Try talking some trash about your rivals' market share.
Chatter about market share gains on earnings conference calls are a tech sector staple, but the noise has been turned up a few notches recently.
There's a good reason for that: Earnings stink compared with a year ago. And when companies are faced with year-over-year declines in revenue and earnings, they have to talk about something. Increasingly that something is market share gains, whether they exist or not.
The market share game goes something like this: In an economic downturn, the market leaders grab market share from weaker rivals. When business gets better, the leaders get stronger. Not surprisingly, everyone wants to look like a leader.
"Every company I cover will say it has gained market share on a competitor," said Legg Mason software analyst Paul Krieg. "People will play all kinds of games about how they are counting and what they are counting."
Let the games begin.
Oracle is the king of market share talk. In recent quarters, Chief Executive Larry Ellison has talked down some competitors such as Siebel Systems, PeopleSoft and IBM. Not surprisingly, Oracle recently claimed it gained market share. But its rivals in the database market, Microsoft and IBM, may in fact be gaining share.
An Oracle spokeswoman said the company relies on third-party research for its market share claims.
With Intel's third-quarter earnings and revenue down sharply from a year ago, the company said it is gaining share on Advanced Micro Devices. AMD, Intel's primary rival, said it has at least held or possibly gained market share. Analysts said in all likelihood the two companies are quibbling over gains of a fraction of a percentage point.
Even the usually low-key IBM is getting in on the act. John Joyce, chief financial officer for IBM, said in the company's earnings conference call that it was gaining share against EMC in storage, Sun Microsystems in high-end servers, and BEA Systems in middleware.
"IBM's business model is picking up momentum," said Joyce, who urged analysts to look at industry reports from Giga Information Group, Gartner and IDC.
And there's the catch.
Market share claims by individual companies are guesstimates at best, and the research firms (Gartner, IDC and others) that tally the official data are months--if not quarters--behind what's actually happening.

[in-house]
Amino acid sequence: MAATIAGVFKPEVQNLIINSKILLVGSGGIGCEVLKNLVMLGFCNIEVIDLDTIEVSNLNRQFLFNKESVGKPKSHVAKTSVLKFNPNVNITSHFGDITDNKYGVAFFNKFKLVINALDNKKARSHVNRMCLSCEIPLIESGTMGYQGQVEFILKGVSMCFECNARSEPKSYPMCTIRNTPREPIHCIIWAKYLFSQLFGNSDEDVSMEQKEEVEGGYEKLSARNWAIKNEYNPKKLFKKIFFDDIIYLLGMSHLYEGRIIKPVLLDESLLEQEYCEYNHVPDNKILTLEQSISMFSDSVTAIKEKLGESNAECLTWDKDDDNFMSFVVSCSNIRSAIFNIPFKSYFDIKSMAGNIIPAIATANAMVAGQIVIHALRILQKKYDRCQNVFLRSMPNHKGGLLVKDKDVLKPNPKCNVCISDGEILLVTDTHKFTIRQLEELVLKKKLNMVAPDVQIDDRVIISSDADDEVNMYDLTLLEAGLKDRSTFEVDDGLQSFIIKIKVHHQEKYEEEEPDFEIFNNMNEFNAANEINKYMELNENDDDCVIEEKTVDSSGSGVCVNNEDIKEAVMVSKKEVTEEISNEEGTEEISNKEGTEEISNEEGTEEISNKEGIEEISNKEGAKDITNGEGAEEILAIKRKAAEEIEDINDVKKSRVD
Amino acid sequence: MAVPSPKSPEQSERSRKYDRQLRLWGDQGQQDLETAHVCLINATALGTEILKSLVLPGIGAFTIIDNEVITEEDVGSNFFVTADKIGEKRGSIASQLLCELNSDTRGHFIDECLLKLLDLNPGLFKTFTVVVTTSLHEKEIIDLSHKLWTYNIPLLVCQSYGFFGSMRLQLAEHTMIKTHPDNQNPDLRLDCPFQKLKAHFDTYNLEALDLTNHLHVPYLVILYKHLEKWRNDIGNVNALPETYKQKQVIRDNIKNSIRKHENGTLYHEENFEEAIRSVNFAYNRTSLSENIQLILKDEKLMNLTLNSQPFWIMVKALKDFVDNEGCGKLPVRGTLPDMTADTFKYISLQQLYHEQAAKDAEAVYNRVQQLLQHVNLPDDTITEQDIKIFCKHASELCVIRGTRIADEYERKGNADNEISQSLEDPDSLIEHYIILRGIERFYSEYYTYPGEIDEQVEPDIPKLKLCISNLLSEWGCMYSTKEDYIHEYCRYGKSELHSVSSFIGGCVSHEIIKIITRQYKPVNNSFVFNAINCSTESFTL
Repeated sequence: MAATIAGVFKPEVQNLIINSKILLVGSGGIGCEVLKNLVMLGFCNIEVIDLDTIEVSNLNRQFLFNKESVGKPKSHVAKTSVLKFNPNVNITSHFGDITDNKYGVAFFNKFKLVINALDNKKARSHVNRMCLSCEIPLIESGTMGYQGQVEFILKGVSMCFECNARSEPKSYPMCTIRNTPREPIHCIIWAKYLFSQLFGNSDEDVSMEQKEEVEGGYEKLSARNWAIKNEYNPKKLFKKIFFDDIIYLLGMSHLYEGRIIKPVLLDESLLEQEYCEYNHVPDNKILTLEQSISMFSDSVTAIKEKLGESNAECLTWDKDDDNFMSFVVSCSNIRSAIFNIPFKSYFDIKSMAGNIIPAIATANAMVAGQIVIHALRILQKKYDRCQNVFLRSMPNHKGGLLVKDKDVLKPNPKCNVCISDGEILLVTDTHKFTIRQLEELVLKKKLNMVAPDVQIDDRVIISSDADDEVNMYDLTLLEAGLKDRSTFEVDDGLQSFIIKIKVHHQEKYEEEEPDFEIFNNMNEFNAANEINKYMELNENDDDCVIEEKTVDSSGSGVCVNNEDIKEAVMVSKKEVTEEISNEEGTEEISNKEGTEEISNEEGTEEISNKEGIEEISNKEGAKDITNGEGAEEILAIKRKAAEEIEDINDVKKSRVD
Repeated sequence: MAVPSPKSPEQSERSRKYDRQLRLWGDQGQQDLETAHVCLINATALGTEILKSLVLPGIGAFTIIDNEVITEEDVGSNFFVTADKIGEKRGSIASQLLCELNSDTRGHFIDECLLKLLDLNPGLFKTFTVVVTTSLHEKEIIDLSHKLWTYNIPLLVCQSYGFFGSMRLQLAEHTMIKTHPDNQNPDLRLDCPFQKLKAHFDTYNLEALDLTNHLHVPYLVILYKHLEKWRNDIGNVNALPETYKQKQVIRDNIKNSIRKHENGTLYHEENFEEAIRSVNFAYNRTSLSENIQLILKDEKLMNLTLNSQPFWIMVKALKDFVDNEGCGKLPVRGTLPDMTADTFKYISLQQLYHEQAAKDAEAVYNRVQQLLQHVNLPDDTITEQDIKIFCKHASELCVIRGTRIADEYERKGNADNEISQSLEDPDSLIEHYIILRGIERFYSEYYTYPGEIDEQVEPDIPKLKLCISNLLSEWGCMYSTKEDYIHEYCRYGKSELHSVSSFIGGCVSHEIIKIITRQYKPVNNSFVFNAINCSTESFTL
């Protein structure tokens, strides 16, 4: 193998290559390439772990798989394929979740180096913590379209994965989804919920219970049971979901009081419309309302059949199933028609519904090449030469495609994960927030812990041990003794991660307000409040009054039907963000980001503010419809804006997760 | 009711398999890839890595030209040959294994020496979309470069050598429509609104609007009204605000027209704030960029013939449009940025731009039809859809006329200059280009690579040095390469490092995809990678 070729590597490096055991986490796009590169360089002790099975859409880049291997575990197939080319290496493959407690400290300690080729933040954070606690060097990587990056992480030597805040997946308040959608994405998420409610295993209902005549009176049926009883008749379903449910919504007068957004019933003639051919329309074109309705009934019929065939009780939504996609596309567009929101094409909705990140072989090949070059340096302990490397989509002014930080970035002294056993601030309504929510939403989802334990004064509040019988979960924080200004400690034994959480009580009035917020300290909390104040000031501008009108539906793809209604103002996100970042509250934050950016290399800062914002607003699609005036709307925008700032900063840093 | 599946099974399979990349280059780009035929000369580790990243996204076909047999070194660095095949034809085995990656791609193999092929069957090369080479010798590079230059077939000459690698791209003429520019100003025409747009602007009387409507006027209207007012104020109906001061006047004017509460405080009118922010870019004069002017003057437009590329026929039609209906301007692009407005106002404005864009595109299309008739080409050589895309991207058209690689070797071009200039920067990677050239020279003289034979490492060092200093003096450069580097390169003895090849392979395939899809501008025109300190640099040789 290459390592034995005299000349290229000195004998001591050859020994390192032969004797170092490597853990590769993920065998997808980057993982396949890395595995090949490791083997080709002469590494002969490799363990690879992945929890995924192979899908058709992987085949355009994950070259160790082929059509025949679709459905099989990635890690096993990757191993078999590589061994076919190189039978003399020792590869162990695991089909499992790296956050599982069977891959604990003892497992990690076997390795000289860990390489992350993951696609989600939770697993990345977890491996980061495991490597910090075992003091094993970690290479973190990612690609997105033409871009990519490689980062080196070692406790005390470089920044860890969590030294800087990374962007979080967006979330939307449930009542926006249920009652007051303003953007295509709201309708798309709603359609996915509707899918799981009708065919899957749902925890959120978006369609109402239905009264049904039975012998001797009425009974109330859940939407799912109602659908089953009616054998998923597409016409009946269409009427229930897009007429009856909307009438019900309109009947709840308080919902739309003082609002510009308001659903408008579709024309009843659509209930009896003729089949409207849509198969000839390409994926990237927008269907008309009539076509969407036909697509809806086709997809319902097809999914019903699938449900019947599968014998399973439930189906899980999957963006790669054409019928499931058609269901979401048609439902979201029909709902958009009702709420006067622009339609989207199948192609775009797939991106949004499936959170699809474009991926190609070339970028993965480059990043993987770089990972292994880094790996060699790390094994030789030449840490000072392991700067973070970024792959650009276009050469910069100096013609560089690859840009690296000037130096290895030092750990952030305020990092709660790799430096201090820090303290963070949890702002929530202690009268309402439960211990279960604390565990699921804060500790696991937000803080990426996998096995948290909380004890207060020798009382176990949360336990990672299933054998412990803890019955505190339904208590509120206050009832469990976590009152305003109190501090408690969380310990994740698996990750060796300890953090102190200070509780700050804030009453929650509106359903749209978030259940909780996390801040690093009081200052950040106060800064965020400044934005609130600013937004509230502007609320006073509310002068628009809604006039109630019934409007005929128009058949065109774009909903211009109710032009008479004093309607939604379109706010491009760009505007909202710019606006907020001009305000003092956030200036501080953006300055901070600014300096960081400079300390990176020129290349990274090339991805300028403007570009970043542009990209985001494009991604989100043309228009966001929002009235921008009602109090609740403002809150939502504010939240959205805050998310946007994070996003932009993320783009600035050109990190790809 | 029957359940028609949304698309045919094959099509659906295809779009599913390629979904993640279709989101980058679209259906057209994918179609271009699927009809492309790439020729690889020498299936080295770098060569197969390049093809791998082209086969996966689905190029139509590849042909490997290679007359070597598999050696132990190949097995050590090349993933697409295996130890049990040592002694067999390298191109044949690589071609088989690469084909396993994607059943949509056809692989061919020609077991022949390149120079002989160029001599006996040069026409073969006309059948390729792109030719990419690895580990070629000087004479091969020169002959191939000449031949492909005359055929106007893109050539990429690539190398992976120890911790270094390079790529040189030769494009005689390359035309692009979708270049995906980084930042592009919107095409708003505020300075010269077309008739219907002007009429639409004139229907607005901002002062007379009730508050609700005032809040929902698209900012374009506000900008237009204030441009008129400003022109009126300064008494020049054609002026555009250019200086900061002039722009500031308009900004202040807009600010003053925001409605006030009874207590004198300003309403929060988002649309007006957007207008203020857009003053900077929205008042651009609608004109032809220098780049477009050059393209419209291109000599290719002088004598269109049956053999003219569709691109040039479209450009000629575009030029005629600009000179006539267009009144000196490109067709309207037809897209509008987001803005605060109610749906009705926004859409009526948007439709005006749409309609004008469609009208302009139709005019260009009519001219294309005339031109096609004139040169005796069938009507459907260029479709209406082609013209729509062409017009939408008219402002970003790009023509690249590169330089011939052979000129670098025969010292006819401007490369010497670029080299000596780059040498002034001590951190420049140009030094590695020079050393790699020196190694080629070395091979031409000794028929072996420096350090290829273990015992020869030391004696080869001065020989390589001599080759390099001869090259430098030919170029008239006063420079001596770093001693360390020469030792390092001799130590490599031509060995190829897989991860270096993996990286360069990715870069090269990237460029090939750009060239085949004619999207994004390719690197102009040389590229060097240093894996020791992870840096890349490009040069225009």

A Gartner Dataquest spokeswoman acknowledged that many of the company's market share tallies are annual, but said there are occasionally quarterly updates depending on the sector. Market share data for hardware--workstations, PCs and handhelds--is issued quarterly, but areas such as storage and software get updated annually.
"Most firms take a long time to release stats, and many are still working off of 2000 stats, which are useless now," Krieg said.
Analysts also note that companies make market share claims by arranging numbers in all sorts of creative ways. Some companies go by units shipped, others by actual dollars, and no one seems to agree on what products actually go into a category.
An IBM spokeswoman said Big Blue made its market share claims based on industry reports and "our own assessments."
Simply put, market share is a flimsy topic.
IBM gets squishy
Is IBM really beating up on its rivals in select areas?
"It could be, but you need to look at the aggregate share data to put it in context," said J.P. Morgan analyst Daniel Kunstler. The analyst said that though IBM may be gaining share on both Sun and EMC, it might be attributed to the latter two companies' reliance on financial services, telecommunications and dot-com customers, which have cut back or gone extinct.
Indeed, EMC and BEA moved quickly Wednesday to add "context" to IBM's market share claims.
Citing Gartner Dataquest statistics, BEA issued a press release touting that it has the leading market share position for the application server software market. BEA had a 10 percentage-point lead over IBM, but it used Gartner market statistics for 2000.
EMC also wasn't thrilled with IBM's assertion.
"This is not a zero-sum game," Executive Chairman Mike Ruettgers said during the company's earnings conference call. "Not even combined revenues in storage from IBM and Hitachi, much less their incremental business, equal the drop-off in our business. Much of this decline in the storage business is due to the economy, and much has just disappeared."
EMC executives argued that IBM is winning deals by packaging storage with services and gaining market share at the expense of profits. Should that be a market share gain with an asterisk by it?
Given the market share bravado from the tech sector, analysts said it makes sense to be skeptical of all claims. "Even the official statistics have to pass the sniff test now," Krieg said.